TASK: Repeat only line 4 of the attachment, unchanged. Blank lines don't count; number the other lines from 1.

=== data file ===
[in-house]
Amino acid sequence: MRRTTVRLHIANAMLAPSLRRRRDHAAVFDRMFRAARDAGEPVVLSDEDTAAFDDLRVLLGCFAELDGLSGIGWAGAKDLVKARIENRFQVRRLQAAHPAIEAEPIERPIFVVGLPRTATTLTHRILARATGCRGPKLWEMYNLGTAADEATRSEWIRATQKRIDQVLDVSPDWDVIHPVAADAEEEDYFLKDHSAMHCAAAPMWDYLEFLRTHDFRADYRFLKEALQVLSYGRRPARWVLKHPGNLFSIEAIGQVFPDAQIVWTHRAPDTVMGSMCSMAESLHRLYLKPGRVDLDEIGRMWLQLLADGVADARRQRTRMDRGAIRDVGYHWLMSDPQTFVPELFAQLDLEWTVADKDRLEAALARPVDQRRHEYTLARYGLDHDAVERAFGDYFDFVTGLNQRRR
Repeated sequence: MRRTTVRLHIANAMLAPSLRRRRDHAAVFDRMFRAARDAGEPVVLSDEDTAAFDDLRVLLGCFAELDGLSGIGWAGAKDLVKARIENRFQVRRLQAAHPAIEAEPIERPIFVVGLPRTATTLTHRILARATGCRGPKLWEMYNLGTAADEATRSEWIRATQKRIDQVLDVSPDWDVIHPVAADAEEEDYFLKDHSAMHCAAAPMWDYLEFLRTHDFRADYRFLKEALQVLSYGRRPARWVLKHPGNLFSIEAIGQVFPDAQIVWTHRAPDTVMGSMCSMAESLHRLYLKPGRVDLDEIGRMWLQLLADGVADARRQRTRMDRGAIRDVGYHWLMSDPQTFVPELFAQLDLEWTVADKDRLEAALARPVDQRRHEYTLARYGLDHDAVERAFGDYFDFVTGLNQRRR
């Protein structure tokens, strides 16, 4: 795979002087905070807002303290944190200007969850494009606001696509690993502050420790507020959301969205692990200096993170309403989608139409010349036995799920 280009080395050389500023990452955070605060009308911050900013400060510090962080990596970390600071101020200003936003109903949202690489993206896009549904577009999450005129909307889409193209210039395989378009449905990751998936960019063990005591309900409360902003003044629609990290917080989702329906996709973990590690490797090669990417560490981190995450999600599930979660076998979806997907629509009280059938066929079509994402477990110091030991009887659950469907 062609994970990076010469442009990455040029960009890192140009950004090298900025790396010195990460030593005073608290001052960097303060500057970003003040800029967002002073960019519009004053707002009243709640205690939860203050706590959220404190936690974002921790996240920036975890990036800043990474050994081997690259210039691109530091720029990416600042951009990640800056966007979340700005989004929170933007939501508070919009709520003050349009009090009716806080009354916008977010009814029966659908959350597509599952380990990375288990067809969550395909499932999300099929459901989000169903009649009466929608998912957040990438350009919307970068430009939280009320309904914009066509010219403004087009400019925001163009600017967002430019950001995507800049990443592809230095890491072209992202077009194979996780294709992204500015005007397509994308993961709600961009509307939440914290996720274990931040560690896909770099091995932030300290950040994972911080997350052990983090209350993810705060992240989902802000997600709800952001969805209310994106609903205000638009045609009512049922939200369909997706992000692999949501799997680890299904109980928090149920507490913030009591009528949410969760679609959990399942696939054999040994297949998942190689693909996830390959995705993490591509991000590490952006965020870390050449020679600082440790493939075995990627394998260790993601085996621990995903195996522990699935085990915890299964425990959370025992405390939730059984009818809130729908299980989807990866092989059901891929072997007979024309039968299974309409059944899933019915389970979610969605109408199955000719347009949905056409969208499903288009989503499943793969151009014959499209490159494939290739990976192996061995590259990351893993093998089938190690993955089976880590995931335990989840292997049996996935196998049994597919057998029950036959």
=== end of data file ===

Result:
């Protein structure tokens, strides 16, 4: 795979002087905070807002303290944190200007969850494009606001696509690993502050420790507020959301969205692990200096993170309403989608139409010349036995799920 280009080395050389500023990452955070605060009308911050900013400060510090962080990596970390600071101020200003936003109903949202690489993206896009549904577009999450005129909307889409193209210039395989378009449905990751998936960019063990005591309900409360902003003044629609990290917080989702329906996709973990590690490797090669990417560490981190995450999600599930979660076998979806997907629509009280059938066929079509994402477990110091030991009887659950469907 062609994970990076010469442009990455040029960009890192140009950004090298900025790396010195990460030593005073608290001052960097303060500057970003003040800029967002002073960019519009004053707002009243709640205690939860203050706590959220404190936690974002921790996240920036975890990036800043990474050994081997690259210039691109530091720029990416600042951009990640800056966007979340700005989004929170933007939501508070919009709520003050349009009090009716806080009354916008977010009814029966659908959350597509599952380990990375288990067809969550395909499932999300099929459901989000169903009649009466929608998912957040990438350009919307970068430009939280009320309904914009066509010219403004087009400019925001163009600017967002430019950001995507800049990443592809230095890491072209992202077009194979996780294709992204500015005007397509994308993961709600961009509307939440914290996720274990931040560690896909770099091995932030300290950040994972911080997350052990983090209350993810705060992240989902802000997600709800952001969805209310994106609903205000638009045609009512049922939200369909997706992000692999949501799997680890299904109980928090149920507490913030009591009528949410969760679609959990399942696939054999040994297949998942190689693909996830390959995705993490591509991000590490952006965020870390050449020679600082440790493939075995990627394998260790993601085996621990995903195996522990699935085990915890299964425990959370025992405390939730059984009818809130729908299980989807990866092989059901891929072997007979024309039968299974309409059944899933019915389970979610969605109408199955000719347009949905056409969208499903288009989503499943793969151009014959499209490159494939290739990976192996061995590259990351893993093998089938190690993955089976880590995931335990989840292997049996996935196998049994597919057998029950036959």